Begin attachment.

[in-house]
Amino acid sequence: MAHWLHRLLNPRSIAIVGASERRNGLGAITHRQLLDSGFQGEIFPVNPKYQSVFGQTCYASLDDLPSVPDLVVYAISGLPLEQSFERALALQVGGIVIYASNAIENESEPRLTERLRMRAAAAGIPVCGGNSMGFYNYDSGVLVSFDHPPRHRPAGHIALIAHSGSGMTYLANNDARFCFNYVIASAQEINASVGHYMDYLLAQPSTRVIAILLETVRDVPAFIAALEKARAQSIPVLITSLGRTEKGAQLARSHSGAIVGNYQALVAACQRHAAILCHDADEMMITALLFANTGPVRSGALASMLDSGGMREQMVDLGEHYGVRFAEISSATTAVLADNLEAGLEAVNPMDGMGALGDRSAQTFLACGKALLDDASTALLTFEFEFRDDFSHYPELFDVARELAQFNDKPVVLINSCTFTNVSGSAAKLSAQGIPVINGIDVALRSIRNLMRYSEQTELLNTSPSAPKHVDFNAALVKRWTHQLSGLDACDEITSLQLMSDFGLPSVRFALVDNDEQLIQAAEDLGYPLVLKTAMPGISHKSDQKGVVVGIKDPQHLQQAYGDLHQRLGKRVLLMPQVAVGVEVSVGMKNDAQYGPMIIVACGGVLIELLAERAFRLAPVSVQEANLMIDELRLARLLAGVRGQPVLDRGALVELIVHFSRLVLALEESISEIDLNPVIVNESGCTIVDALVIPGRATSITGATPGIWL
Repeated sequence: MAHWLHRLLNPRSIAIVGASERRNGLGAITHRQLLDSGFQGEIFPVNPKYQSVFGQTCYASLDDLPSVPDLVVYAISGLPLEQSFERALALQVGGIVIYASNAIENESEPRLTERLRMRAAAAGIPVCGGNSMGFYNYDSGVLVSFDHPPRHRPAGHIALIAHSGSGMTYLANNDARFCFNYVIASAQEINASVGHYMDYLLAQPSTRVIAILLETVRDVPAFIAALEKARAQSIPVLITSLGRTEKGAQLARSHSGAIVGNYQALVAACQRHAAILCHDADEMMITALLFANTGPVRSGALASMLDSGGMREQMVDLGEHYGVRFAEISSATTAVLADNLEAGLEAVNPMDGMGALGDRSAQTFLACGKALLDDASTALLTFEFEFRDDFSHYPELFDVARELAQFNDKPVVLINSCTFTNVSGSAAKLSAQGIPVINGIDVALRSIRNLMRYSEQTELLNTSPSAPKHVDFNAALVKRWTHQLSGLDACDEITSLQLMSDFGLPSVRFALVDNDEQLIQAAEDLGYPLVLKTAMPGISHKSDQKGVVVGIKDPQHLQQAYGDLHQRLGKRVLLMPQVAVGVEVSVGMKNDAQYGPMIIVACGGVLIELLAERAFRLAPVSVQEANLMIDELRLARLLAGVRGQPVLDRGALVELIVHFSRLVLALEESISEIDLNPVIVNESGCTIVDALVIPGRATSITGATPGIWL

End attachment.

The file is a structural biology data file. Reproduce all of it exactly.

[in-house]
Amino acid sequence: MAHWLHRLLNPRSIAIVGASERRNGLGAITHRQLLDSGFQGEIFPVNPKYQSVFGQTCYASLDDLPSVPDLVVYAISGLPLEQSFERALALQVGGIVIYASNAIENESEPRLTERLRMRAAAAGIPVCGGNSMGFYNYDSGVLVSFDHPPRHRPAGHIALIAHSGSGMTYLANNDARFCFNYVIASAQEINASVGHYMDYLLAQPSTRVIAILLETVRDVPAFIAALEKARAQSIPVLITSLGRTEKGAQLARSHSGAIVGNYQALVAACQRHAAILCHDADEMMITALLFANTGPVRSGALASMLDSGGMREQMVDLGEHYGVRFAEISSATTAVLADNLEAGLEAVNPMDGMGALGDRSAQTFLACGKALLDDASTALLTFEFEFRDDFSHYPELFDVARELAQFNDKPVVLINSCTFTNVSGSAAKLSAQGIPVINGIDVALRSIRNLMRYSEQTELLNTSPSAPKHVDFNAALVKRWTHQLSGLDACDEITSLQLMSDFGLPSVRFALVDNDEQLIQAAEDLGYPLVLKTAMPGISHKSDQKGVVVGIKDPQHLQQAYGDLHQRLGKRVLLMPQVAVGVEVSVGMKNDAQYGPMIIVACGGVLIELLAERAFRLAPVSVQEANLMIDELRLARLLAGVRGQPVLDRGALVELIVHFSRLVLALEESISEIDLNPVIVNESGCTIVDALVIPGRATSITGATPGIWL
Repeated sequence: MAHWLHRLLNPRSIAIVGASERRNGLGAITHRQLLDSGFQGEIFPVNPKYQSVFGQTCYASLDDLPSVPDLVVYAISGLPLEQSFERALALQVGGIVIYASNAIENESEPRLTERLRMRAAAAGIPVCGGNSMGFYNYDSGVLVSFDHPPRHRPAGHIALIAHSGSGMTYLANNDARFCFNYVIASAQEINASVGHYMDYLLAQPSTRVIAILLETVRDVPAFIAALEKARAQSIPVLITSLGRTEKGAQLARSHSGAIVGNYQALVAACQRHAAILCHDADEMMITALLFANTGPVRSGALASMLDSGGMREQMVDLGEHYGVRFAEISSATTAVLADNLEAGLEAVNPMDGMGALGDRSAQTFLACGKALLDDASTALLTFEFEFRDDFSHYPELFDVARELAQFNDKPVVLINSCTFTNVSGSAAKLSAQGIPVINGIDVALRSIRNLMRYSEQTELLNTSPSAPKHVDFNAALVKRWTHQLSGLDACDEITSLQLMSDFGLPSVRFALVDNDEQLIQAAEDLGYPLVLKTAMPGISHKSDQKGVVVGIKDPQHLQQAYGDLHQRLGKRVLLMPQVAVGVEVSVGMKNDAQYGPMIIVACGGVLIELLAERAFRLAPVSVQEANLMIDELRLARLLAGVRGQPVLDRGALVELIVHFSRLVLALEESISEIDLNPVIVNESGCTIVDALVIPGRATSITGATPGIWL